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School of Law

Law of Islamic finance

Course Code:
15PLAC159
Status:
Course Not Running 2014/2015
Unit value:
1
Taught in:
Full Year

The aim of this course is to provide students with a sound knowledge of the Law of Islamic Finance. The course covers general issues and a selection of more specific topics. General issues include the reasons for the development of Islamic Finance, the relationship between it and conventional finance and current debates such as those relating to the methods of adapting the classical shari’a/fiqh to the modern environment and the islamicity of present practice. On a more specific level, the foundations of the Law of Islamic Finance, such as the prohibition of riba and gharar, will be taught together with a selection of areas relevant for professional legal and financial practice such as trade financing, sukuk issues and insurance. Particular topics offered may vary from year to year.

Objectives and learning outcomes of the course

On successful completion of the course, a student should be able to demonstrate a sound knowledge of general issues such as the reasons for the development of Islamic finance (including its history and the elements of Islamic Economics, Islamic ideas of social justice and money theory), the nature and scope of Islamic Finance, the relationship between it and conventional finance, together with the foundations of, and main principles and practices, underlying Islamic Finance Law (eg the commercial aspects of the classical shari’a, the prohibition of riba and gharar and other fundamentals of the Islamic law of contracts). A student should also be able to demonstrate sound understanding of a selection of specific topics and instruments, including the main contract forms, institutional infrastructure, international institutions and regulatory bodies. Finally, a student should be familiar with current debates, such as those concerning the methods of adapting the classical shari’a/fiqh to the modern financial and economic environment, the islamicity of present practice, variation and standardisation, and the relationship to state law (including regulation), and current trends.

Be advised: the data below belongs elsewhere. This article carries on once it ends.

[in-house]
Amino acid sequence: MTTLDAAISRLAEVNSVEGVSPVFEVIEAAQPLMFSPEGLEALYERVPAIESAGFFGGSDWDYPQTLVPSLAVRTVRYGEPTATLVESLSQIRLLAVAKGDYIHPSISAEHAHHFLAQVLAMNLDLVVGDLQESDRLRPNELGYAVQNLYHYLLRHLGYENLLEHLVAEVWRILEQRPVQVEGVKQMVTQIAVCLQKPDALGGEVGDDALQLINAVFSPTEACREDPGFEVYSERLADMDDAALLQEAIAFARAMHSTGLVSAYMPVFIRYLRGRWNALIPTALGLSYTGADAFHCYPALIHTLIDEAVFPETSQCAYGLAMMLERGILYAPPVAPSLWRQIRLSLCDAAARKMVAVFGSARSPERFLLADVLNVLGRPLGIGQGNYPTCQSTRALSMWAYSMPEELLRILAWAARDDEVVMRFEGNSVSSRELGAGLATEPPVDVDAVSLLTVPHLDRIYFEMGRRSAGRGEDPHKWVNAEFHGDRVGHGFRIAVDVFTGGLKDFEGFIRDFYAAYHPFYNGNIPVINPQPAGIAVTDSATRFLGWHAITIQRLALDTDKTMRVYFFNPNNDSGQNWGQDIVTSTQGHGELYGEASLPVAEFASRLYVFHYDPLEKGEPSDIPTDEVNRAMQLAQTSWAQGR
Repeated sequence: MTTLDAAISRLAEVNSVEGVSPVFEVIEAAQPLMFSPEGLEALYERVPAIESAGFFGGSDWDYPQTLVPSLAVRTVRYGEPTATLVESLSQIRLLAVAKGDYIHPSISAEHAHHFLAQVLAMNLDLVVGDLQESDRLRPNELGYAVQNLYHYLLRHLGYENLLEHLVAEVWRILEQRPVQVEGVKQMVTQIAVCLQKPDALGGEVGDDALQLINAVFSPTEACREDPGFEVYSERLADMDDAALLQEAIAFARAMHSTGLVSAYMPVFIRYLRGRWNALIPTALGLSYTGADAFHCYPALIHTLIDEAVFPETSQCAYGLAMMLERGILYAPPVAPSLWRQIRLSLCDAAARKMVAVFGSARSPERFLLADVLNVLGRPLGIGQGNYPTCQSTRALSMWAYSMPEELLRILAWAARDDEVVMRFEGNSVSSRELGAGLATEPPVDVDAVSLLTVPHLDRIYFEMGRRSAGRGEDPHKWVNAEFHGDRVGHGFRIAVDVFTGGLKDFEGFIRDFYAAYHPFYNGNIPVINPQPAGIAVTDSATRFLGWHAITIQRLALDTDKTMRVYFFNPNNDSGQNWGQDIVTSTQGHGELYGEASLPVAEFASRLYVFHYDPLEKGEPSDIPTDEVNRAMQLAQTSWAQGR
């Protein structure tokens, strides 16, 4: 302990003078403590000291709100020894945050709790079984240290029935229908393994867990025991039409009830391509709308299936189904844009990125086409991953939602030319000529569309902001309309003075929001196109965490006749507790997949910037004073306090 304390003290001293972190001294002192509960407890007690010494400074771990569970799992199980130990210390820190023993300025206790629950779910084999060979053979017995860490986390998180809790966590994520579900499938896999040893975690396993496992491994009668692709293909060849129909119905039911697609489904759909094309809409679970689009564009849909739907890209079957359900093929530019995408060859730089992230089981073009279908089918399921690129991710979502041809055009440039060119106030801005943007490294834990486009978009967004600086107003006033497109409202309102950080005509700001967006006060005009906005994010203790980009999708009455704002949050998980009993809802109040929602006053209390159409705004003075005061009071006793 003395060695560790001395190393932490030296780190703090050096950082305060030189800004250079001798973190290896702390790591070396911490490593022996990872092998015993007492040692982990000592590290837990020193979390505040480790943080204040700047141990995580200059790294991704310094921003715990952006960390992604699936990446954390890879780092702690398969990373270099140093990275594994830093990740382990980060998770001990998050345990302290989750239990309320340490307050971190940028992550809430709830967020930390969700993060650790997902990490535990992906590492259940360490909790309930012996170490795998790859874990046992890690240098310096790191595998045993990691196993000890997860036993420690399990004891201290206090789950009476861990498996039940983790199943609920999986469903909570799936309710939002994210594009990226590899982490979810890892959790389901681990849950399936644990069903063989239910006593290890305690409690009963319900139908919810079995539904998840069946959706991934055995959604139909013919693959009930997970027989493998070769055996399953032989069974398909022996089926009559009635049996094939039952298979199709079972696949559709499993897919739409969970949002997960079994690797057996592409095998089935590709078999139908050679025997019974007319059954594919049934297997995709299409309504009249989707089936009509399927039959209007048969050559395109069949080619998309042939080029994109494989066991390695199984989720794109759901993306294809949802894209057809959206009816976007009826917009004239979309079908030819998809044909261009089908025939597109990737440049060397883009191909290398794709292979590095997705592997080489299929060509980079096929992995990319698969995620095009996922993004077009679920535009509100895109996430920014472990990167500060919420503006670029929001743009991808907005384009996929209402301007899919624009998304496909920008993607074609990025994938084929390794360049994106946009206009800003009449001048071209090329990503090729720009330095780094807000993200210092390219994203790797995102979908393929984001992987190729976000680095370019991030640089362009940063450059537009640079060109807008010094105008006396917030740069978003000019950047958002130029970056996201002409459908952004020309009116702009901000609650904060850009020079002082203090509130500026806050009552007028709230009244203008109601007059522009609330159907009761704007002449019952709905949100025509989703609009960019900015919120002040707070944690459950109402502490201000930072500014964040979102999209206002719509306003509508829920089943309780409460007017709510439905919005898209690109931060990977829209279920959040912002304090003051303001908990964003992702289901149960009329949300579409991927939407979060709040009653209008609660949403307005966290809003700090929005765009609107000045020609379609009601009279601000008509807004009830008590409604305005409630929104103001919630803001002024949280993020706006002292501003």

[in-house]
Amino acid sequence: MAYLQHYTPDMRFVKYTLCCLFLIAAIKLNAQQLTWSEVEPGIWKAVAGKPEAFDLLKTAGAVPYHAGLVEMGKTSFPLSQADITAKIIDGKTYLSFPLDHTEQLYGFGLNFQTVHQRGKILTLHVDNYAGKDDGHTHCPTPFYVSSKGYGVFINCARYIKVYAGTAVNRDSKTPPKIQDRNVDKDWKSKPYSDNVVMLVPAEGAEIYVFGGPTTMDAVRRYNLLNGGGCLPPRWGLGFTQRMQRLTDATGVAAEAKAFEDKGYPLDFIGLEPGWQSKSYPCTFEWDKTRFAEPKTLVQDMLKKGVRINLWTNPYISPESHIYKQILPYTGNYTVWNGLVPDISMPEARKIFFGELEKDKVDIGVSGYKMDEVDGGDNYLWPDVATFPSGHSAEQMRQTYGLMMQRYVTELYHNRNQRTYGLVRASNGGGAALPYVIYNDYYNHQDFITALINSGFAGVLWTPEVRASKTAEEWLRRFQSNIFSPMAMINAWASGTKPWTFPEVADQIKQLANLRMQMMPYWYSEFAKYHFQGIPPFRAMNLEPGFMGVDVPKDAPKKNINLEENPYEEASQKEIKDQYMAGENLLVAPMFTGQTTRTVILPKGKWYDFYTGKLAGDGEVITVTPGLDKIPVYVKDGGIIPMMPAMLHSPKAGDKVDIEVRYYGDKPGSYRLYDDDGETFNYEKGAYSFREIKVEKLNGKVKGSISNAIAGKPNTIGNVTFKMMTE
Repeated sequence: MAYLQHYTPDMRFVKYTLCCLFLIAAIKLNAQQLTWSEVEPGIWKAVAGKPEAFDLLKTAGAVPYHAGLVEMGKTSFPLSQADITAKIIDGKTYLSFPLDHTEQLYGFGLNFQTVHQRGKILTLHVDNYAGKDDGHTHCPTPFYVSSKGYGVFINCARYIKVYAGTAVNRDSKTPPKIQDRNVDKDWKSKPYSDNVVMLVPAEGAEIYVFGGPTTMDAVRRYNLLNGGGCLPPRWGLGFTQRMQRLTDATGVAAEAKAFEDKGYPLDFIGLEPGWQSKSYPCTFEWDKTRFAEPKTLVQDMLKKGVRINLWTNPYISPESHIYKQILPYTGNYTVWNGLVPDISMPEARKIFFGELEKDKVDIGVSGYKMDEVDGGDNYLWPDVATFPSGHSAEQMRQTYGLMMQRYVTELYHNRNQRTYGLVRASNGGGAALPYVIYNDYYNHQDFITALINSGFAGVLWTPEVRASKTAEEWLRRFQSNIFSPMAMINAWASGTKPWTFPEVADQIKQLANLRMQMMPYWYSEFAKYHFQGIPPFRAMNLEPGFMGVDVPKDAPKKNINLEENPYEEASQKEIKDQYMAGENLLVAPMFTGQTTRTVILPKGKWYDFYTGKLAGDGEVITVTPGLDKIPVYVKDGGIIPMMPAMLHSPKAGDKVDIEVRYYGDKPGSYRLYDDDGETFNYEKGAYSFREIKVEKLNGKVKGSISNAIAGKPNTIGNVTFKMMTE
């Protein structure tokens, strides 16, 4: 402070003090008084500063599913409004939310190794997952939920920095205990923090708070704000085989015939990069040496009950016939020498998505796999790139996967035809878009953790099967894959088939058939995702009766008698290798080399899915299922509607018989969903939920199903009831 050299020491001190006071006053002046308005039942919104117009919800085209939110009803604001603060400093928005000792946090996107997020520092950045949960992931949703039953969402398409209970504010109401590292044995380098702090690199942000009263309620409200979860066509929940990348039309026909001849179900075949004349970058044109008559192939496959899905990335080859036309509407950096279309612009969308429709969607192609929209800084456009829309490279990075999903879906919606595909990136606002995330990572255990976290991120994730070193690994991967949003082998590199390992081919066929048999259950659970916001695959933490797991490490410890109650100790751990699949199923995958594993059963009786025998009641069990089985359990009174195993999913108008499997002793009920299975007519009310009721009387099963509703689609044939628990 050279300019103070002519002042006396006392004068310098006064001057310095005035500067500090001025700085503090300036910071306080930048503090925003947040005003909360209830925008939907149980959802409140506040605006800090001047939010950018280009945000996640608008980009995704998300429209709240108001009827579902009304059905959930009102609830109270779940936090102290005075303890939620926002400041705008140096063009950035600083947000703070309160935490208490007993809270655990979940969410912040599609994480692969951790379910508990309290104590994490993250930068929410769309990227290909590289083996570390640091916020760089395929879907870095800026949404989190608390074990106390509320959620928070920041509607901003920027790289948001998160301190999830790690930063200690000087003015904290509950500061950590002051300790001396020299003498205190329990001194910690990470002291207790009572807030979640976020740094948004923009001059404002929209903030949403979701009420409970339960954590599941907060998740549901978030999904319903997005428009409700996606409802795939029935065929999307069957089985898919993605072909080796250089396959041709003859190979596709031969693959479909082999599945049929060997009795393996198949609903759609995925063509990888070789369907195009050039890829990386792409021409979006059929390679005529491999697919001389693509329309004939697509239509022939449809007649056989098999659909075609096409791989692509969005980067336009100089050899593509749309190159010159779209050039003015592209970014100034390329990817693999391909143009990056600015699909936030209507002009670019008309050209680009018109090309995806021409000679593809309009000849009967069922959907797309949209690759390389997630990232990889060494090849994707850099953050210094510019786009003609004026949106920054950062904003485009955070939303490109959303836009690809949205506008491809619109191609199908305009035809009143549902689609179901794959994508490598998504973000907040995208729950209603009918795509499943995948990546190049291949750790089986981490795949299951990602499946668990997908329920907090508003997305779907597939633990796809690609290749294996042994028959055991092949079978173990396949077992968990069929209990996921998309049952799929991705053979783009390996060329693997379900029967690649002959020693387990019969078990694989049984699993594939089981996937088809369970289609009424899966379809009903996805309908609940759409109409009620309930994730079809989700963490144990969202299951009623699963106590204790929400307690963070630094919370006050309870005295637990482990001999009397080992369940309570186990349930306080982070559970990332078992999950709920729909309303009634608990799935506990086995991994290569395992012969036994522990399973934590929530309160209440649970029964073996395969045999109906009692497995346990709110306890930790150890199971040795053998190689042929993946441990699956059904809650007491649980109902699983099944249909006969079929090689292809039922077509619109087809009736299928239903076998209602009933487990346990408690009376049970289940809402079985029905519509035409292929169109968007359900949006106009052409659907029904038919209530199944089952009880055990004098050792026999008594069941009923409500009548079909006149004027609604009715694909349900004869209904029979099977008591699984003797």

Method of assessment

Assessment weighting: 60% unseen examination and 40% coursework (two essays of 3,000 words), each essay shall carry a weighting of 20% of the total marks awarded). 

All coursework may be resubmitted